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Monday, August 07, 2006

Afghanistan a Lightning-rod Issue for Tories

OTTAWA -- Afghanistan has become a lightning rod for thousands of ordinary Canadians who write or call Stephen Harper, newly released documents show.

Records of telephone calls, letters and e-mails to the prime minister in the four months since he took office Feb. 6 suggest the military mission is turning into a political quagmire for the minority government.

In May, for example, Harper's office received 1,453 letters and e-mails about Canada's Afghan deployment, two-thirds calling on the government to pull out and get the troops home. Another 114 telephone callers said the same.

The mission in Kandahar by far eclipsed any other issue that month, according to an internal analysis obtained under the Access to Information Act.

It was similar in April, when 1,805 pieces of correspondence and another 422 telephone calls dealt with Afghanistan-related issues.

Most criticized the government's decision not to lower flags on Parliament Hill to honour fallen soldiers, and there was vocal opposition to the mission itself. Almost 200 callers said the media should not be banned from reporting the return of the bodies of soldiers.

Again, Afghanistan dominated as the top issue that month when measured by the volume of correspondence.

The released analyses paint a picture of deepening concern about Canada's increasingly bloody engagement on the other side of the world, where at least 24 soldiers have died, including five in the last week.

In the month after Harper was sworn in, Afghanistan was barely on the radar of Canadians who tried to contact the prime minister, according to the analysis provided by the Privy Council Office.

In February, there was a slew of congratulatory messages for the new prime minister, and a smattering of correspondence on child care, the seal hunt, gun control and other matters.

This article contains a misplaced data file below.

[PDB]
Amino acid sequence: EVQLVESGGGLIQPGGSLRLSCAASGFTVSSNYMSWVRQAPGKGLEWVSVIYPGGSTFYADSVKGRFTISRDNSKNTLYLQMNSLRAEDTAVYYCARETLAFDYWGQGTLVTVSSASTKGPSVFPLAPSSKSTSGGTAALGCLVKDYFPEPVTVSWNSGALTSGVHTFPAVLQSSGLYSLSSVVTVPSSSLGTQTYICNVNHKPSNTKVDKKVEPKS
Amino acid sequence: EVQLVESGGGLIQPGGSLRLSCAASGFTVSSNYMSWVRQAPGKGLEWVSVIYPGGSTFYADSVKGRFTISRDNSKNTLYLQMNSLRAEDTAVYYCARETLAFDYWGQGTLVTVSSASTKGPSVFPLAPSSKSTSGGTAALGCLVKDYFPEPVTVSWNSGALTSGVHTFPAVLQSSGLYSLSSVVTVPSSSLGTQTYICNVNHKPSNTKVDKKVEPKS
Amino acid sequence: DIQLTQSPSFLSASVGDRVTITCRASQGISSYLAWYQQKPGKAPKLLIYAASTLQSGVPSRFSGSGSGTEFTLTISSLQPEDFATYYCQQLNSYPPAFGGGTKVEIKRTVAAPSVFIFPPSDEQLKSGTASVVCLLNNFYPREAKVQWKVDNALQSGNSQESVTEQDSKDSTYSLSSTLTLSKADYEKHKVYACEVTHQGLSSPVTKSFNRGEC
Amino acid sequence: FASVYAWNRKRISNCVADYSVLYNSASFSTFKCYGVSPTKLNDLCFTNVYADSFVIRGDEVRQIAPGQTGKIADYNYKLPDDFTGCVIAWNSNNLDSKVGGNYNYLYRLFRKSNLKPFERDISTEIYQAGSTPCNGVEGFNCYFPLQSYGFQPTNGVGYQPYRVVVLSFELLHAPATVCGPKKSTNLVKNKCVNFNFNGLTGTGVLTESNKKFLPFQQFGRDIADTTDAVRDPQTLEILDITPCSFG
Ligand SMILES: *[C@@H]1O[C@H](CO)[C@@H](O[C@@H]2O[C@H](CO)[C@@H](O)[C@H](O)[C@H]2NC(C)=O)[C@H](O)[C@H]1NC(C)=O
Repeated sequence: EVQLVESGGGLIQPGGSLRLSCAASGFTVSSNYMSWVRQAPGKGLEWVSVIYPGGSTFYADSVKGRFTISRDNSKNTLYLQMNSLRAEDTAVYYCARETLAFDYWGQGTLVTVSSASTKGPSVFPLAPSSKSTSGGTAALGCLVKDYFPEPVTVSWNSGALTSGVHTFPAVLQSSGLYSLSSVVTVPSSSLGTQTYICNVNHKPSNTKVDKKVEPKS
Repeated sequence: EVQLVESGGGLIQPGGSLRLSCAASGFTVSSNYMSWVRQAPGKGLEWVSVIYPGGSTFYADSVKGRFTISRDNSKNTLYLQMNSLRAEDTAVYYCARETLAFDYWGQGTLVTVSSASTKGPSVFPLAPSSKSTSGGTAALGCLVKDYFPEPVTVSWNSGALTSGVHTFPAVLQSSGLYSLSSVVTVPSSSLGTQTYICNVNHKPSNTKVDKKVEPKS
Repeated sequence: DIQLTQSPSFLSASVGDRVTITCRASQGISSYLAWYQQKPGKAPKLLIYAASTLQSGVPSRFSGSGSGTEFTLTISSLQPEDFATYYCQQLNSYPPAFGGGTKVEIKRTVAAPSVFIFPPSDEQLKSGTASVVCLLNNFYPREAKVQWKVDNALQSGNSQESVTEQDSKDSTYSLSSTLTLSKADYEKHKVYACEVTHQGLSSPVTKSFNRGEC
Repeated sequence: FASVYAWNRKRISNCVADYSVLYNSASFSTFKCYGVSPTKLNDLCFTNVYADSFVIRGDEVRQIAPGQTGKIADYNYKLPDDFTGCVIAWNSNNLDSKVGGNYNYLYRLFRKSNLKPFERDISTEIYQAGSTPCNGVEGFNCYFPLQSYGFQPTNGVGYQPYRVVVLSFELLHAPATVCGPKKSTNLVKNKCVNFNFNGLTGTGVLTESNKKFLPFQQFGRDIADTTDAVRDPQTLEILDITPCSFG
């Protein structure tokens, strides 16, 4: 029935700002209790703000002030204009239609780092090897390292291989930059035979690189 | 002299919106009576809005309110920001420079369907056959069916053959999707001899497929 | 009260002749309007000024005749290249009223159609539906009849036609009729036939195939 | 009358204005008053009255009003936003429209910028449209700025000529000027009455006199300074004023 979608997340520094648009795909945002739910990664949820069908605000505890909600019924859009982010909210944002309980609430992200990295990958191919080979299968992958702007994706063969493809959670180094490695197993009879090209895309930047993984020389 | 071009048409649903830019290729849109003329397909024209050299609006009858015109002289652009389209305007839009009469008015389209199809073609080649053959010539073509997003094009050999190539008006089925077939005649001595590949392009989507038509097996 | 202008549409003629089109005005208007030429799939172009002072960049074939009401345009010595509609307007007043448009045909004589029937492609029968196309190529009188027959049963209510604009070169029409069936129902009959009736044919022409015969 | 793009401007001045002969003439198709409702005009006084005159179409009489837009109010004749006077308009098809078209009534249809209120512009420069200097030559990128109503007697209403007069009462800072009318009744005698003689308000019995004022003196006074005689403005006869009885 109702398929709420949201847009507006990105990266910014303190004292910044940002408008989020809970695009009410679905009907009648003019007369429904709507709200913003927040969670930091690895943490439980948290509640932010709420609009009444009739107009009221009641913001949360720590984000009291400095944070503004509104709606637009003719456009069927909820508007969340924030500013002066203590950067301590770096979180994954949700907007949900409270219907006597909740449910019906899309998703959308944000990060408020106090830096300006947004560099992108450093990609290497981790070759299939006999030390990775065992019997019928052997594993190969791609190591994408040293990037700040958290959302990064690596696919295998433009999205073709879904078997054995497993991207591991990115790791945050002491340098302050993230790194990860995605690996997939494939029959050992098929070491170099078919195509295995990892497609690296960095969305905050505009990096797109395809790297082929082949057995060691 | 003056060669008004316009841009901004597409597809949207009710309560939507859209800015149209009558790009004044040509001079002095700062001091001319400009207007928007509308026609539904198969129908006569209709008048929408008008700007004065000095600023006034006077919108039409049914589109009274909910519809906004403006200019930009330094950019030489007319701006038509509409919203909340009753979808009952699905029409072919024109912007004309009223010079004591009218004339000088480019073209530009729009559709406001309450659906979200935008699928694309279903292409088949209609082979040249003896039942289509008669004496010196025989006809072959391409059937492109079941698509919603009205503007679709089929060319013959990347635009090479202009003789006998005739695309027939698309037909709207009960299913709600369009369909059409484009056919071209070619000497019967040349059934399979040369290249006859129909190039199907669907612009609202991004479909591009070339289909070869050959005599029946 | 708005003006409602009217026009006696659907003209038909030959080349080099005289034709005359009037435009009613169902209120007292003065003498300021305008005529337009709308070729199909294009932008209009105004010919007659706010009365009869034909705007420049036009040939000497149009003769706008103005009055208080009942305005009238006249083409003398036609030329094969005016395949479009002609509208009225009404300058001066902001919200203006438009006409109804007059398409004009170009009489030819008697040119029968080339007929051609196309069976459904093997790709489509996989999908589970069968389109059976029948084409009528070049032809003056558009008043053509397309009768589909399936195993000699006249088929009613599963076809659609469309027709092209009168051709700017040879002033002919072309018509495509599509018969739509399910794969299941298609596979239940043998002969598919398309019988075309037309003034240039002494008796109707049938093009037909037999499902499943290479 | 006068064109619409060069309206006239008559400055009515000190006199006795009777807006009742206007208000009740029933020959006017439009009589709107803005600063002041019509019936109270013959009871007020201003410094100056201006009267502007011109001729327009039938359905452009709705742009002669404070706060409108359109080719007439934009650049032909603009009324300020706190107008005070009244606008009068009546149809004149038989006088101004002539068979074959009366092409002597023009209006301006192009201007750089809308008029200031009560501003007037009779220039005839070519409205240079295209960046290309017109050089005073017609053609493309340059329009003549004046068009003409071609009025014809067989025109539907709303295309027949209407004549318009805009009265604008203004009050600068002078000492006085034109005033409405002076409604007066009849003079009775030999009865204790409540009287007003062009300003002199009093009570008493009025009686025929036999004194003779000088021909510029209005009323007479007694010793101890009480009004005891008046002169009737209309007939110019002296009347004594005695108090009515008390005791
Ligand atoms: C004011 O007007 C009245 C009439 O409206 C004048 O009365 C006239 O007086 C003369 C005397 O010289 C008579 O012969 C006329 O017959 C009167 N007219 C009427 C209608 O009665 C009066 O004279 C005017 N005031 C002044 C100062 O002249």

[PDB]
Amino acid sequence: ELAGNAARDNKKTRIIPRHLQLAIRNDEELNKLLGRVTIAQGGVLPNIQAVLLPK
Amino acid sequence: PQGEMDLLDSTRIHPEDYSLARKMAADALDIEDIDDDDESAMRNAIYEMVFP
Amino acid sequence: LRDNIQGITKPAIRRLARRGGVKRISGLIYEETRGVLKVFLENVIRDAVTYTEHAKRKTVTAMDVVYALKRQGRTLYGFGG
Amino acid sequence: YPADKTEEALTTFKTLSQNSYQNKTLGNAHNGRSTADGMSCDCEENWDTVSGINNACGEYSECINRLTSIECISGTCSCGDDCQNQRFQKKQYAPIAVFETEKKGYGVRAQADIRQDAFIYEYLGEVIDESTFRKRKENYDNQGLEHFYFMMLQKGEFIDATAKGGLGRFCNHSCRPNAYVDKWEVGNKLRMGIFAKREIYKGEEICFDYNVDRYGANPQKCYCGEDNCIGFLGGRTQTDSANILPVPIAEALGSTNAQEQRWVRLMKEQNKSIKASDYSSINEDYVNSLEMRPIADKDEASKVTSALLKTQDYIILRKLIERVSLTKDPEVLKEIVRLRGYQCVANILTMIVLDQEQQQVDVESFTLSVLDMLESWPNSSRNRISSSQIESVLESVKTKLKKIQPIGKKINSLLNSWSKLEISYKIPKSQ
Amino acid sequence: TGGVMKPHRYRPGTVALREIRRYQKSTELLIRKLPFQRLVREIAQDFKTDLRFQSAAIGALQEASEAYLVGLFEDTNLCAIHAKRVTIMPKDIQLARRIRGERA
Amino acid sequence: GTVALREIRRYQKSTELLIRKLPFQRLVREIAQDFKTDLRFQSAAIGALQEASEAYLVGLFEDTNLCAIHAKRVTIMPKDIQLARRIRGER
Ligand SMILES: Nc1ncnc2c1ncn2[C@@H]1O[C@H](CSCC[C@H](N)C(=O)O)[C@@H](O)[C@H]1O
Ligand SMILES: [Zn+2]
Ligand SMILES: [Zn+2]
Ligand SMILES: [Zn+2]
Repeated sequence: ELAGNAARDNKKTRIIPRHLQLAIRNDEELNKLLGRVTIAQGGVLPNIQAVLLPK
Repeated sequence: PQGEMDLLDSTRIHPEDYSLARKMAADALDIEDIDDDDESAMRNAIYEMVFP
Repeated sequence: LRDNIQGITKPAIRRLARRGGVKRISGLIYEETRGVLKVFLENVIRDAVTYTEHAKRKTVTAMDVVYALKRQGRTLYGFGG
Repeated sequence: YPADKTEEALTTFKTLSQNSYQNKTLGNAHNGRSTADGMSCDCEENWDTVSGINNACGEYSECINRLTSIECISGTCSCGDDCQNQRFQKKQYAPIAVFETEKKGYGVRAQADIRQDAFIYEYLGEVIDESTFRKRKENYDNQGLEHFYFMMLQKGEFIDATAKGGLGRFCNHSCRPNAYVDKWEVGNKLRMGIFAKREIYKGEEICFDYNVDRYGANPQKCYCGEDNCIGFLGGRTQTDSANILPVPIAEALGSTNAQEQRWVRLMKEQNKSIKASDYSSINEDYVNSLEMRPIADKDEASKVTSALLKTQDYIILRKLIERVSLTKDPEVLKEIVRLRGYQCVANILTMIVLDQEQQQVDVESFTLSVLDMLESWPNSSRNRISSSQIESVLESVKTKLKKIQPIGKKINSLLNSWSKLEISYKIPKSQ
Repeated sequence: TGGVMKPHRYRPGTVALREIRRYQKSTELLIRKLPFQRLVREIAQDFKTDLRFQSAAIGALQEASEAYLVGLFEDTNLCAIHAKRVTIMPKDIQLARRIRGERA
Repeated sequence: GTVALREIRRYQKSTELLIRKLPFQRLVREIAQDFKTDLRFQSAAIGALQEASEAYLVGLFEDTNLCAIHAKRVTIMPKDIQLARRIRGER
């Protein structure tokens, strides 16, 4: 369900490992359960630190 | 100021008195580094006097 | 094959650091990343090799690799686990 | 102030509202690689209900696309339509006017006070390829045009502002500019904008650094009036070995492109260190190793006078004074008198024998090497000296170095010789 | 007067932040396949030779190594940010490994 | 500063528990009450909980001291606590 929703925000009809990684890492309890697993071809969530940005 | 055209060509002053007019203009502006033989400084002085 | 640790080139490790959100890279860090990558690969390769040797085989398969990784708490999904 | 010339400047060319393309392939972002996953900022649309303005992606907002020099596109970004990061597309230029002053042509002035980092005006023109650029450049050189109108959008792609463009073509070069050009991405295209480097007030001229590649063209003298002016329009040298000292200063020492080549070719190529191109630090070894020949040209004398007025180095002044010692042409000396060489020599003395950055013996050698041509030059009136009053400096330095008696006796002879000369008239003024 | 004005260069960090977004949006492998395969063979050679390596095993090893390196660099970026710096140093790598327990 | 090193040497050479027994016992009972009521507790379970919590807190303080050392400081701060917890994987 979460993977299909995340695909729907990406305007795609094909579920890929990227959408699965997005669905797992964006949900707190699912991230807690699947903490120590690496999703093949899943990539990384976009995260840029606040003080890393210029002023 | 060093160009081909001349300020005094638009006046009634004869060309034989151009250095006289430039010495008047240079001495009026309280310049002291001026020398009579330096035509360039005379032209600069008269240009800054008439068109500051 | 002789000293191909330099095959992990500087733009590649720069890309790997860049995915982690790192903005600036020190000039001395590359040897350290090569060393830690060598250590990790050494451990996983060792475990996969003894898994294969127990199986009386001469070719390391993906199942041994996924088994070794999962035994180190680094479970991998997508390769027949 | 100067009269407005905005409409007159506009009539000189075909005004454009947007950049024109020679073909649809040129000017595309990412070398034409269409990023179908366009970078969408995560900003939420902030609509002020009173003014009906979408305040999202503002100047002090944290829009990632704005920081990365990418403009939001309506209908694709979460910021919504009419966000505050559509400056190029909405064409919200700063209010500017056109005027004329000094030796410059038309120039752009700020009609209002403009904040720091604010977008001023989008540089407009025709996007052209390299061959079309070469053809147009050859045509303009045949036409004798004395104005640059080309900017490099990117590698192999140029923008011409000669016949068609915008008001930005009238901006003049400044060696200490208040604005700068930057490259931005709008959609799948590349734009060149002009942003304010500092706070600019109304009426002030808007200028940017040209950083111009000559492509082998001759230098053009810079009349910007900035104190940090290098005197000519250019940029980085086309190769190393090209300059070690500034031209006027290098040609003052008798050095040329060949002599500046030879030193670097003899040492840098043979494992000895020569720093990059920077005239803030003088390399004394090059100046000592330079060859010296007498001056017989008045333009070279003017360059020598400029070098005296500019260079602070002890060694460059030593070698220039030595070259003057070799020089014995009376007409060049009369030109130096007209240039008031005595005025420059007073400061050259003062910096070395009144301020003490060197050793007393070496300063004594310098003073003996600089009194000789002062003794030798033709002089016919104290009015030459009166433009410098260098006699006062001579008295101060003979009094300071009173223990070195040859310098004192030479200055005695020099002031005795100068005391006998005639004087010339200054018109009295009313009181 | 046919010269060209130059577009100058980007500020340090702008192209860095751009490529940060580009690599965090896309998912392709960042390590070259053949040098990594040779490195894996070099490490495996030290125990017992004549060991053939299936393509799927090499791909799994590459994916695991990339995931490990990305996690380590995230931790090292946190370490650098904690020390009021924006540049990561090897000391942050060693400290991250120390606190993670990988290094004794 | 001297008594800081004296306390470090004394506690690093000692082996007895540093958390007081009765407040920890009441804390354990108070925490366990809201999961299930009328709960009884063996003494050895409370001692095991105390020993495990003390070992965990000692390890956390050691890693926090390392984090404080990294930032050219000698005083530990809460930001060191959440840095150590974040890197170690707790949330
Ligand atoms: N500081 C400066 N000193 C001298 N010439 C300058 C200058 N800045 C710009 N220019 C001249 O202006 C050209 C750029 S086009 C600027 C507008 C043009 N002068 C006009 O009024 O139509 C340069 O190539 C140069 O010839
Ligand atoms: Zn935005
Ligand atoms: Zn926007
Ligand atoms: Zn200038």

The hottest topic among telephone callers was David Emerson, who defected from the Liberals to become Harper's trade minister.

"Callers would like him to resign and run in a byelection," says a report, citing 73 such calls.

But by March, Afghanistan had become the second most frequently mentioned subject, after the seal hunt, with 848 letters and e-mails.

"The large majority of writers criticiz(ed) the deployment of Canadian Forces to the region, and call(ed) for their return to Canada."

Another 121 people who picked up the telephone in March mentioned Afghanistan. "Callers were generally opposed to the sending of Canadian soldiers to Afghanistan."

The prime minister's mailbag and phone logs are decidedly unscientific samples of opinion, though three dozen bureaucrats are employed full time to wade through some two million items each year and categorize them by subject.

Their analyses carefully exclude so-called write-in campaigns, which use form letters and e-mail templates to flood politicians with standardized messages.

Instead, staff focus on e-mails, letters and telephone calls that appear to be spontaneous and individual.

The emphasis on Afghanistan contrasts sharply with former prime minister Paul Martin's mailbag in 2005, where the subject was hardly mentioned. Instead, same-sex marriage was last year's hottest topic.

The new concern about Afghanistan is also reflected in recent polls. A survey last month by Strategic Counsel suggested 56 per cent of Canadians opposed the Kandahar mission, up 15 percentage points from March.

Harper's office did not respond when asked whether the prime minister read any of this correspondence or is briefed on it regularly.

Canada has about 2,200 soldiers in and around Kandahar, where Taliban resistance is strong.

Pollster Bruce Anderson of Decima Research said the prime minister's correspondence does seem to mirror a growing anxiety among Canadians about the Afghanistan mission and foreign policy generally.

"People thought it was important to join with America and do our part to fight terrorism, but they have lost faith that the U.S. administration is conducting this war effectively," he said.

"The new conflict in Lebanon raises fears that the future holds more instability, not less, and that the U.S. may be more of the problem than the solution."

Canadians also worry about safeguarding an independent foreign policy, and about the rising casualties in Afghanistan with no clear milestones of success in the troubled country, he added.

Canadian Press
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